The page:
A crawfish boil is THE great casual food party in South Louisiana, especially in the Cajun country. It’s also a celebration of springtime, when the crawfish are available in enough numbers and at a low enough price to buy them live by the sack. April and May are the peak of the crawfish season.
It’s brave of me to include a crawfish boil recipe here. Anybody likely to have crawfish available is also likely to have his own special way of boiling them, and will disdain any other. The main reason I boil crawfish is to make crawfish bisque or etouffee later. It is necessary to boil many more than I will need, because we eat the majority of them while peeling them.
The peeling process goes like this. You break the crawfish where the thorax meets the tail. After removing a segment or two of the tail’s carapace, you can squeeze the meat out by applying pressure just above the tail fin. There is also some good crawfish fat inside the head, which you need to suck out–but that is not for beginners.
One more subtlety. It’s traditional to boil potatoes, corn, heads of garlic, and other things in the pot with the crawfish, and eat them as side dishes. It sounds better than it is, because everything winds up tasting the same. I say (knowing full well I am pronouncing heresy) to cook at least the corn separately.
- 20 pounds live crawfish
- 8 large lemons, quartered
- 6 yellow onions, quartered
- 1 bunch celery, with leaves, cut into eighths
- 1 bunch parsley
- 4-6 bay leaves
- 1 bunch green onions, cut up
- 1 bulb of garlic, cut in half
- 4 bags crab boil or 1/3 cup liquid crab boil
- 1 1/2 cups salt
- 1 Tbs. cayenne
- 3 lbs. whole new potatoes
1. Fill a bucket or your kitchen sink with two or three gallons of cold water with about a half-cup of salt dissolved in it. Dump the crawfish in; the salted water will purge them. Rinse with two or three changes of water until the water is only slightly dirty. Some cooks say that has no effect on anything, but it seems to me worth doing.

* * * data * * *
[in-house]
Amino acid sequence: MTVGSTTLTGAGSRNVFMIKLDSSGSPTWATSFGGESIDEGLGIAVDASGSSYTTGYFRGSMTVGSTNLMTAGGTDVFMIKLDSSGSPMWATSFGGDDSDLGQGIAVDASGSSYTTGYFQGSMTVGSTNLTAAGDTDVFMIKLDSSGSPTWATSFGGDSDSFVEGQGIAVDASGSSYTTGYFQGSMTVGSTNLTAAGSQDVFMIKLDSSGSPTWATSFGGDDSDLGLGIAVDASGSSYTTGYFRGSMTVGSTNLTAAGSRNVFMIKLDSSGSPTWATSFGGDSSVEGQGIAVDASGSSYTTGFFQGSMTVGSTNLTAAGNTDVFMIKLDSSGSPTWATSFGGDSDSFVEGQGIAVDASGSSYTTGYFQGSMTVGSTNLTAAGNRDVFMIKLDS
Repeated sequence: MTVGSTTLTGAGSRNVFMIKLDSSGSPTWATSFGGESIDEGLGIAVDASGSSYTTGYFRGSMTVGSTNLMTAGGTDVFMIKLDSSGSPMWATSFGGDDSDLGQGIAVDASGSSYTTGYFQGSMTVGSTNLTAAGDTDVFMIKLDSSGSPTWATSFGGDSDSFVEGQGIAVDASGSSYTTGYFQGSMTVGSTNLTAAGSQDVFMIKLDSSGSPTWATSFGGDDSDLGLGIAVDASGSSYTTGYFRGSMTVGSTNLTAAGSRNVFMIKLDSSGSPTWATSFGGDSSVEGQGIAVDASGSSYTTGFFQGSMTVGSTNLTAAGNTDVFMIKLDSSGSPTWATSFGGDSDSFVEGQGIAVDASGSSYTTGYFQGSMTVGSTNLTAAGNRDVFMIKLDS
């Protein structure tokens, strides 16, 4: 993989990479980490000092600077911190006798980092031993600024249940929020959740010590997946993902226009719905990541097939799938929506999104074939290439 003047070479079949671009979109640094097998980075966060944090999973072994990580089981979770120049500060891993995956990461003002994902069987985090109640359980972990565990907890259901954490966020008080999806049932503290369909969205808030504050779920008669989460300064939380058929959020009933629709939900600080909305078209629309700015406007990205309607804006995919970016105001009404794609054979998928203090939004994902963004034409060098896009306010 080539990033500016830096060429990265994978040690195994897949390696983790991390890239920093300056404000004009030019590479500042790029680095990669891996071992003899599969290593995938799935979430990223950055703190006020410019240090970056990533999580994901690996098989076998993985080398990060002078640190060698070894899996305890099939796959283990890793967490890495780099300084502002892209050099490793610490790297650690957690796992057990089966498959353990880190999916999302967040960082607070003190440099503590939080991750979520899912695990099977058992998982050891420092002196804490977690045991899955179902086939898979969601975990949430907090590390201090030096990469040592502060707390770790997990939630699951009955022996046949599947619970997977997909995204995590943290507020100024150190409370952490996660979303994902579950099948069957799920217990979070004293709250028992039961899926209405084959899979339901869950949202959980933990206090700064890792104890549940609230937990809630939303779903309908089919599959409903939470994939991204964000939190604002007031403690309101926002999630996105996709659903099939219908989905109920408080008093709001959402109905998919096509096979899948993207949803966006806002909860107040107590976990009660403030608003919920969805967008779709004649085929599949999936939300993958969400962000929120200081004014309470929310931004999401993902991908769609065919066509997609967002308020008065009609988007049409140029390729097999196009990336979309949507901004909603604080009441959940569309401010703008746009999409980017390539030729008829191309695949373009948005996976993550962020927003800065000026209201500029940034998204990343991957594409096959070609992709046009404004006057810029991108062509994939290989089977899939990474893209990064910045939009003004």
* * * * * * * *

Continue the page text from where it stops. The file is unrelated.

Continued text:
2. Bring a large stockpot with five gallons of water to a boil. Add all the other ingredients except the crawfish and potatoes and return to a boil. Let it cook for fifteen minutes.
3. Add the crawfish and the potatoes. Return to a boil, making sure there’s enough water to completely cover the crawfish.
4. After eight minutes, remove the biggest crawfish you see and open it up to make sure the tail meat is firm and opaque. If not, give it another couple of minutes of boiling, but no more than that. If the crawfish are indeed done, turn off the heat and let the crawfish steep for 20-30 minutes. Remove the potatoes when they’re tender. Take the crawfish out when they’ve absorbed the seasonings to the degree you like.
5. At this point, we commence the peeling and eating process which, if you haven’t learned it, you’re better off picking up the technique from a friend than reading about it. The potatoes are a side dish. Discard everything else. Rinse, freeze, and save the crawfish shells for making bisque or etouffee or sauces.
Serves eight normal eaters or two serious crawfish fanatics.